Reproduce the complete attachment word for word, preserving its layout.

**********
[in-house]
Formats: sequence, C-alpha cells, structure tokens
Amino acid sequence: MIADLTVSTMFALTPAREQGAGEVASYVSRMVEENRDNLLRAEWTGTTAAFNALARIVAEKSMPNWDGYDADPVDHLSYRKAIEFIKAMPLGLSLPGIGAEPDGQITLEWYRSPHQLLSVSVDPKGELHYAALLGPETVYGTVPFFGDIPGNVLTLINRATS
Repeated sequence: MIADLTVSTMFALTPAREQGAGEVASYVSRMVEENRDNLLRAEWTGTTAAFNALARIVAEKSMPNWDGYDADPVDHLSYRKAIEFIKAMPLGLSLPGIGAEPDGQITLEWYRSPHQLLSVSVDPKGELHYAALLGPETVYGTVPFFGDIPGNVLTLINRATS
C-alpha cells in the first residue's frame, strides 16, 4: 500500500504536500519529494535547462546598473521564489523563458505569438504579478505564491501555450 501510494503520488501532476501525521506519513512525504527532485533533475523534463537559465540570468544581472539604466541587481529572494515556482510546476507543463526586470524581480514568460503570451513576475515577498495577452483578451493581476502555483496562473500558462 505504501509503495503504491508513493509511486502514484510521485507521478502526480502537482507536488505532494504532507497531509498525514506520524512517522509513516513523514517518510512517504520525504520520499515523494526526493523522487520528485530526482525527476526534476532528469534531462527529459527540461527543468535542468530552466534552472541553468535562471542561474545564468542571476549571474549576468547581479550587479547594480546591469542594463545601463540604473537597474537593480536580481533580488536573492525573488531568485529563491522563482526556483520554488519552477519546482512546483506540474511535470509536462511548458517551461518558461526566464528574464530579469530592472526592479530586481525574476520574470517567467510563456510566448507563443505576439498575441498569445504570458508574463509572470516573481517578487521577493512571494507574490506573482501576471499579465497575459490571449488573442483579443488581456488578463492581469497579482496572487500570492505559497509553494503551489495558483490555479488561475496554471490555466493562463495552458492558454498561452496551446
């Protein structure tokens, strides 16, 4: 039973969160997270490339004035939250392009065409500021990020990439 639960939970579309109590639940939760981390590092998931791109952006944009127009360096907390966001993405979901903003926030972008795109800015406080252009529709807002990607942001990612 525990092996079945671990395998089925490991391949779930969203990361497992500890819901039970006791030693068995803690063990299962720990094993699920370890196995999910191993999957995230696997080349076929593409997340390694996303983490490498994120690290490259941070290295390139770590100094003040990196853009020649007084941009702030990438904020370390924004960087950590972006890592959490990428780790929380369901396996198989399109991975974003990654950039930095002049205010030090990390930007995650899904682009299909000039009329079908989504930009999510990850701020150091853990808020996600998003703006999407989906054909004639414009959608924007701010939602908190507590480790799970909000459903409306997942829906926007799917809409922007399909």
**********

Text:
[in-house]
Formats: sequence, C-alpha cells, structure tokens
Amino acid sequence: MIADLTVSTMFALTPAREQGAGEVASYVSRMVEENRDNLLRAEWTGTTAAFNALARIVAEKSMPNWDGYDADPVDHLSYRKAIEFIKAMPLGLSLPGIGAEPDGQITLEWYRSPHQLLSVSVDPKGELHYAALLGPETVYGTVPFFGDIPGNVLTLINRATS
Repeated sequence: MIADLTVSTMFALTPAREQGAGEVASYVSRMVEENRDNLLRAEWTGTTAAFNALARIVAEKSMPNWDGYDADPVDHLSYRKAIEFIKAMPLGLSLPGIGAEPDGQITLEWYRSPHQLLSVSVDPKGELHYAALLGPETVYGTVPFFGDIPGNVLTLINRATS
C-alpha cells in the first residue's frame, strides 16, 4: 500500500504536500519529494535547462546598473521564489523563458505569438504579478505564491501555450 501510494503520488501532476501525521506519513512525504527532485533533475523534463537559465540570468544581472539604466541587481529572494515556482510546476507543463526586470524581480514568460503570451513576475515577498495577452483578451493581476502555483496562473500558462 505504501509503495503504491508513493509511486502514484510521485507521478502526480502537482507536488505532494504532507497531509498525514506520524512517522509513516513523514517518510512517504520525504520520499515523494526526493523522487520528485530526482525527476526534476532528469534531462527529459527540461527543468535542468530552466534552472541553468535562471542561474545564468542571476549571474549576468547581479550587479547594480546591469542594463545601463540604473537597474537593480536580481533580488536573492525573488531568485529563491522563482526556483520554488519552477519546482512546483506540474511535470509536462511548458517551461518558461526566464528574464530579469530592472526592479530586481525574476520574470517567467510563456510566448507563443505576439498575441498569445504570458508574463509572470516573481517578487521577493512571494507574490506573482501576471499579465497575459490571449488573442483579443488581456488578463492581469497579482496572487500570492505559497509553494503551489495558483490555479488561475496554471490555466493562463495552458492558454498561452496551446
């Protein structure tokens, strides 16, 4: 039973969160997270490339004035939250392009065409500021990020990439 639960939970579309109590639940939760981390590092998931791109952006944009127009360096907390966001993405979901903003926030972008795109800015406080252009529709807002990607942001990612 525990092996079945671990395998089925490991391949779930969203990361497992500890819901039970006791030693068995803690063990299962720990094993699920370890196995999910191993999957995230696997080349076929593409997340390694996303983490490498994120690290490259941070290295390139770590100094003040990196853009020649007084941009702030990438904020370390924004960087950590972006890592959490990428780790929380369901396996198989399109991975974003990654950039930095002049205010030090990390930007995650899904682009299909000039009329079908989504930009999510990850701020150091853990808020996600998003703006999407989906054909004639414009959608924007701010939602908190507590480790799970909000459903409306997942829906926007799917809409922007399909």